Keeping Secrets as a Leader: A Developed Skill Set

Leaders needing to keep something confidential—about everything from layoffs to mergers—is often overlooked in today’s era of transparency. How do they do it?

The executive knew that a corporate acquisition was coming, and that due diligence would eat up his week: He canceled a dozen meetings, with vague apologies to everyone involved, and abandoned his usual in-office schedule for the week. Staffers wondered why he wasn’t in the office; some assumed he was on vacation. Meanwhile, he winced when an assistant—whom he knew was going to be made redundant—mentioned upcoming travel plans. He felt terrible.

Keeping secrets is an often-forgotten part of leadership, even as firms in the purpose era emphasize transparency from the C-suite. And yet discretion may be the single most important trait for an effective leader, experts say, especially in moments when saying too much can have disproportionately negative, even viral impact. On any given day, most leaders are keeping mum about an array of corporate matters that range from small to market moving. “It’s hard having to maintain that,” says organizational-strategy expert Maria Amato, senior client partner at Korn Ferry.

To be sure, leaders have always kept secrets, but in the age of TikTok, corporate confidentiality is at a premium. And HR departments are running on overdrive, with nearly a third of workers reporting emotional exhaustion. Even rank-and-file HR staffers are involved in any number of confidential personnel issues, from mental-healthcare access to retirements. The upside is that employees accept some level of nondisclosure. “I think most employees recognize that there are a fair amount of matters that HR handles that are personal,” says HR expert Ron Porter, senior client partner at Korn Ferry.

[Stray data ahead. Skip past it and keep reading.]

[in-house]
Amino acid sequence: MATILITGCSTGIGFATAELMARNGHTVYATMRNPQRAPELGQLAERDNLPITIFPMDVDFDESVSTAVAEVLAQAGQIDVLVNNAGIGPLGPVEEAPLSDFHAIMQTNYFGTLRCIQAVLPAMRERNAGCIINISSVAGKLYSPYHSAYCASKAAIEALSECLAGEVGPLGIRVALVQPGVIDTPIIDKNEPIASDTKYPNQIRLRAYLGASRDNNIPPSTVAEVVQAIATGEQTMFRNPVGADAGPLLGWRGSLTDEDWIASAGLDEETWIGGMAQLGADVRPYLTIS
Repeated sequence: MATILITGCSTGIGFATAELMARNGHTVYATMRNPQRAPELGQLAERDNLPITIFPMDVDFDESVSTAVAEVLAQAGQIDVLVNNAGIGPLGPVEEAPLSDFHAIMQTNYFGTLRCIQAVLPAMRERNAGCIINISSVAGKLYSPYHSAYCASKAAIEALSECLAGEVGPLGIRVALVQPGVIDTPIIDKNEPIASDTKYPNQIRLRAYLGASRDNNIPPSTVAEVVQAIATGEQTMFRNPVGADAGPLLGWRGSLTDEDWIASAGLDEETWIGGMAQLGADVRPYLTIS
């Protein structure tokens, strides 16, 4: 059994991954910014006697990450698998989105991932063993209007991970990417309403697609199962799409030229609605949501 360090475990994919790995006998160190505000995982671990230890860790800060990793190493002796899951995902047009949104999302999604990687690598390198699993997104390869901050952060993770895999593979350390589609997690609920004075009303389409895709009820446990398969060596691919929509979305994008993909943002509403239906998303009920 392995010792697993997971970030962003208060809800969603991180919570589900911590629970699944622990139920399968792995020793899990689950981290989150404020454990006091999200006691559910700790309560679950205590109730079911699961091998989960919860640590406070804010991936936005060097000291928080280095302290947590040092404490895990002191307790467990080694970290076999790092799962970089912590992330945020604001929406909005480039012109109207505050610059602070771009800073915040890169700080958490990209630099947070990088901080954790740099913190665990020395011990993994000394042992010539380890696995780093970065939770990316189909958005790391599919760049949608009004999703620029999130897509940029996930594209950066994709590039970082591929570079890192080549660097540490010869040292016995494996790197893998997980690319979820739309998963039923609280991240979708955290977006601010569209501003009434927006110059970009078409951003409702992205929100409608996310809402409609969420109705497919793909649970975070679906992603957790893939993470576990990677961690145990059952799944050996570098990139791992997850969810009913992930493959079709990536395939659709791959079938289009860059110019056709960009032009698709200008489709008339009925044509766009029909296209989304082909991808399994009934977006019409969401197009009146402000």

Where leaders tend to go wrong is in displaying poor situational self-awareness, says business psychologist James Bywater, senior client partner at Korn Ferry. People are very aware of typical patterns of behavior, so he suggests that leaders take note of their own. That way, they “can take time to build in normal behavior” that won’t attract attention during extraordinary circumstances, says Bywater.

As for what to say, experts recommend being forthcoming as possible—as early and often as possible—without breaching confidentiality. “Give as much information as you can without divulging confidentiality,” says Richard Marshall, global managing director of corporate affairs at Korn Ferry. In practice, this leads to a lot of talking around the secret situation. For example, if a company is considering a merger deal, an executive might tell team members he’s going to be tied up with a time-sensitive, confidential project for the next 24 hours, and provide them with contact information in case they need to reach him. “That removes some of the drama, while reinforcing trust,” says Marshall.

Being honest about the broader situation also sets the stage for future disclosure: It kicks off a process wherein it’s clear that something’s happening, and that when the leader can talk about it, he will. In the meantime, leaders often bring key employees, such as administrative assistants, under the so-called “cone of silence” to help manage the situation. “You give them context so they can be on the front line to help,” says Marshall.

Longtime executives know that confidential goings-on also offer opportunities for strong moments of authenticity, says Amato. She says that it’s sometimes appropriate for leaders to admit that maintaining confidentiality isn’t always easy. “It’s about saying something like, ‘I wish I could share, because sometimes it helps to talk things through,’” she says. As for when to reveal the information, experts say that people like to feel they are hearing it at the earliest reasonable moment. “It’s better to let people know earlier,” says Porter. 


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